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Using a ResearchKit Smartphone App to Collect Rheumatoid Arthritis Symptoms From Real-World Participants: Feasibility Study

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Crouthamel M1, Quattrocchi E2, Watts S3, Wang S1, Berry P1, Garcia-Gancedo L3, Hamy V2, Williams RE1. JMIR Mhealth Uhealth. 2018 Sep 13;6(9):e177. doi: 10.2196/mhealth.9656.

Abstract

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1 GlaxoSmithKline, Collegeville, PA, United States.

2 GlaxoSmithKline, Stockley Park, Uxbridge, United Kingdom.

3 GlaxoSmithKline, Stevenage, United Kingdom.

Abstract

BACKGROUND: Using smartphones to enroll, obtain consent, and gather self-reported data from patients has the potential to enhance our understanding of disease burden and quantify physiological impact in the real world. It may also be possible to harness integral smartphone sensors to facilitate remote collection of clinically relevant data.

OBJECTIVE: We conducted the Patient Rheumatoid Arthritis Data From the Real World (PARADE) observational study using a customized ResearchKit app with a bring-your-own-device approach. Our objective was to assess the feasibility of using an entirely digital approach (social media and smartphone app) to conduct a real-world observational study of patients with rheumatoid arthritis.

METHODS: We conducted this observational study using a customized ResearchKit app with a bring-your-own-device approach. To recruit patients, the PARADE app, designed to guide patients through a series of tasks, was publicized via social media platforms and made available for patients in the United States to download from the Apple App Store. We collected patient-reported data, such as medical history, rheumatoid arthritis-related medications (past and present), and a range of patient-reported outcome measures. We included in the assessment a joint-pain map and a novel objective assessment of wrist range of movement, measured by the smartphone-embedded gyroscope and accelerometer.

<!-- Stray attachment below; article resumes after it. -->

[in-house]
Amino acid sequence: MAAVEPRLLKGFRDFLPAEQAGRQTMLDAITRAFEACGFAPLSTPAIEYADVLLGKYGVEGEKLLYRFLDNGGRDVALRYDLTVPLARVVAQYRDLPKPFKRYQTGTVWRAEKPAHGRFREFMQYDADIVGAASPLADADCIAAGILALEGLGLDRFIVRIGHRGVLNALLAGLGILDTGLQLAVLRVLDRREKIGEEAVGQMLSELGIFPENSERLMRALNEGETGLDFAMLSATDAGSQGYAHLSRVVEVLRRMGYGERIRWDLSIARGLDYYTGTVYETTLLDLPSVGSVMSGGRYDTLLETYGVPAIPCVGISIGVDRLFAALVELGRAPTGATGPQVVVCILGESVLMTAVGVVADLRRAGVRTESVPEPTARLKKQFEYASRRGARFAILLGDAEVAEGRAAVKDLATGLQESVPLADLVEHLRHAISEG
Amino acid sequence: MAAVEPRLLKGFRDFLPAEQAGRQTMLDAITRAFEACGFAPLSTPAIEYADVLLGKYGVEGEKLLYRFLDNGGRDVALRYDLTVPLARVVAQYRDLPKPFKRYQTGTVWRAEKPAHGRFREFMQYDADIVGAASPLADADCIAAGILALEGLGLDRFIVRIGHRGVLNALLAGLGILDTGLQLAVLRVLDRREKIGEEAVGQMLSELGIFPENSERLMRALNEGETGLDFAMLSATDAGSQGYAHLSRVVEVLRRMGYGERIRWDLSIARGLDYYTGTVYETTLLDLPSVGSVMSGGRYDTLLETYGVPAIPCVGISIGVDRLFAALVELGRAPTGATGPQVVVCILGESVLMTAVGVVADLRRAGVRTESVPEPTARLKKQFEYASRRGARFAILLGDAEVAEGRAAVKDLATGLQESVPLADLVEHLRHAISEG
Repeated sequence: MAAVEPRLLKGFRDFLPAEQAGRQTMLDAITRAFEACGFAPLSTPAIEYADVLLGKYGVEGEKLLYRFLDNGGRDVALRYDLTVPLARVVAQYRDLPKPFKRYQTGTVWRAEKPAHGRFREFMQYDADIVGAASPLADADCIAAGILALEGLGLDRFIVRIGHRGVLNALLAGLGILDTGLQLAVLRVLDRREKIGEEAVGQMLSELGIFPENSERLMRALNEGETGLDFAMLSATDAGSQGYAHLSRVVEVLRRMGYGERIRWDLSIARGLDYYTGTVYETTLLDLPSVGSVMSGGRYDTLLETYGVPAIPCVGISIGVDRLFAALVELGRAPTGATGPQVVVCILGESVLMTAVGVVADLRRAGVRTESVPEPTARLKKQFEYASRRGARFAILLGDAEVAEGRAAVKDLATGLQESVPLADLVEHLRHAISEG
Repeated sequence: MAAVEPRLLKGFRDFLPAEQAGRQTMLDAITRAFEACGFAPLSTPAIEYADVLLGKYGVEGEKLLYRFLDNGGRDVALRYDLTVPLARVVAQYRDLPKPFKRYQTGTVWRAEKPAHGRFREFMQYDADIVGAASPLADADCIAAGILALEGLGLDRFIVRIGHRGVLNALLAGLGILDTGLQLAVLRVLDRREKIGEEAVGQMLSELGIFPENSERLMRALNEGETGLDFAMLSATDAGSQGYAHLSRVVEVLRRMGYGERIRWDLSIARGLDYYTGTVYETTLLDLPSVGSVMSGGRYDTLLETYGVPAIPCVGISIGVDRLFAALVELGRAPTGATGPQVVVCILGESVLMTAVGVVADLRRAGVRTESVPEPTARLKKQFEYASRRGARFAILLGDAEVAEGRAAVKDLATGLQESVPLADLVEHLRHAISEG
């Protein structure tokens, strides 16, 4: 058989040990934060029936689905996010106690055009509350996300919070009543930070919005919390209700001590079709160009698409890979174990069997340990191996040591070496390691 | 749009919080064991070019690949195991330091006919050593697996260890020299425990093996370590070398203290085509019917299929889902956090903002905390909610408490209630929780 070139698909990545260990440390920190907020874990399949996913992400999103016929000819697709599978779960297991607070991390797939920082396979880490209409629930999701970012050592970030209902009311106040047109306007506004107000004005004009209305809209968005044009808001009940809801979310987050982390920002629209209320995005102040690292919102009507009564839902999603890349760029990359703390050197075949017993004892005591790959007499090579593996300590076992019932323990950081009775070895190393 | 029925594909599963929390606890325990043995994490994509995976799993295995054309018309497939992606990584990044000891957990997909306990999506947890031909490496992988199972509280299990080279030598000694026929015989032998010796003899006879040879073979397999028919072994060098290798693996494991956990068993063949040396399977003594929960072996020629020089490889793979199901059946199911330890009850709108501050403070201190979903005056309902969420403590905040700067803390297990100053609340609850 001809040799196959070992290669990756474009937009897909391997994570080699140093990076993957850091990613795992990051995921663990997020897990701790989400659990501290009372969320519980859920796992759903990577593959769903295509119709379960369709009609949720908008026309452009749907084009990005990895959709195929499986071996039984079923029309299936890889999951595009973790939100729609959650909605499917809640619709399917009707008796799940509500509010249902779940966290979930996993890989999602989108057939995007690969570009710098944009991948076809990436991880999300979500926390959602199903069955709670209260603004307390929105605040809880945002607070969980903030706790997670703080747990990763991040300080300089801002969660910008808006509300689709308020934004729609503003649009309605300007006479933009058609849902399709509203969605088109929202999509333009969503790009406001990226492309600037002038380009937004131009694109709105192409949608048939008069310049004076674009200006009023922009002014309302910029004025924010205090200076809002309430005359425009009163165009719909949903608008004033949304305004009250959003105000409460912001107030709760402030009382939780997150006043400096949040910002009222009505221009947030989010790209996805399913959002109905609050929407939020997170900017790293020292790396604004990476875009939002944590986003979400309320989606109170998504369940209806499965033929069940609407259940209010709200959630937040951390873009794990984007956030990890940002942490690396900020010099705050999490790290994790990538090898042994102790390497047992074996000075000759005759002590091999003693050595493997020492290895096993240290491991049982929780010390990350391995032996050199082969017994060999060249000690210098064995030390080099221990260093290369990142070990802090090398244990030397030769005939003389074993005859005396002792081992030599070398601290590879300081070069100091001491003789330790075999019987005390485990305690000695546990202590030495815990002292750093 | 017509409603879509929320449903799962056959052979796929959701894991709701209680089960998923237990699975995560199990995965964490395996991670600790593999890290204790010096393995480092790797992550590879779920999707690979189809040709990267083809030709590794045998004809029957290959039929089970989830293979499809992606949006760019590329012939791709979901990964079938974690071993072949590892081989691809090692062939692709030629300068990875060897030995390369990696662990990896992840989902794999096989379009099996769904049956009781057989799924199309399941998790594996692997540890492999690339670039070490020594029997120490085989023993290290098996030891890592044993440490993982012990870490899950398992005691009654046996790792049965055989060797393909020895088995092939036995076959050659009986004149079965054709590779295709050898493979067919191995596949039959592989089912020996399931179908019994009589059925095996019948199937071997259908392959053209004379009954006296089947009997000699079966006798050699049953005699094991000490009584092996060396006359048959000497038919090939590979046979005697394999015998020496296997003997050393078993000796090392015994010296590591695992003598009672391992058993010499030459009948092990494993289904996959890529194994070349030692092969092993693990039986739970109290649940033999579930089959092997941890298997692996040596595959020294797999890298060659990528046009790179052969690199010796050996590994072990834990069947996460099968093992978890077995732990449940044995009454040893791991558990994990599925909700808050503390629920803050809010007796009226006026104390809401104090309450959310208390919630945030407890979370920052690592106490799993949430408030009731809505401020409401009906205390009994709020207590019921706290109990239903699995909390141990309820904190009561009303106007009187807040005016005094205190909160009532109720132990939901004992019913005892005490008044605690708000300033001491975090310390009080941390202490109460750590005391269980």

RESULTS: Within 1 month of recruitment via social media campaigns, 399 participants self-enrolled, self-consented, and provided complete demographic data. Joint pain was the most frequently reported rheumatoid arthritis symptom to bother study participants (344/393, 87.5%). Severe patient-reported wrist pain appeared to be inversely linked with the range of wrist movement measured objectively by the app. At study entry, 292 of 399 participants (73.2%) indicated a preference for participating in a mobile app-based study. The number of participants in the study declined to 45 of 399 (11.3%) at week 12.

CONCLUSIONS: Despite the declining number of participants over time, the combination of social media and smartphone app with sensor integration was a feasible and cost-effective approach for the collection of patient-reported data in rheumatoid arthritis. Integral sensors within smartphones can be harnessed to provide novel end points, and the novel wrist range of movement test warrants further clinical validation.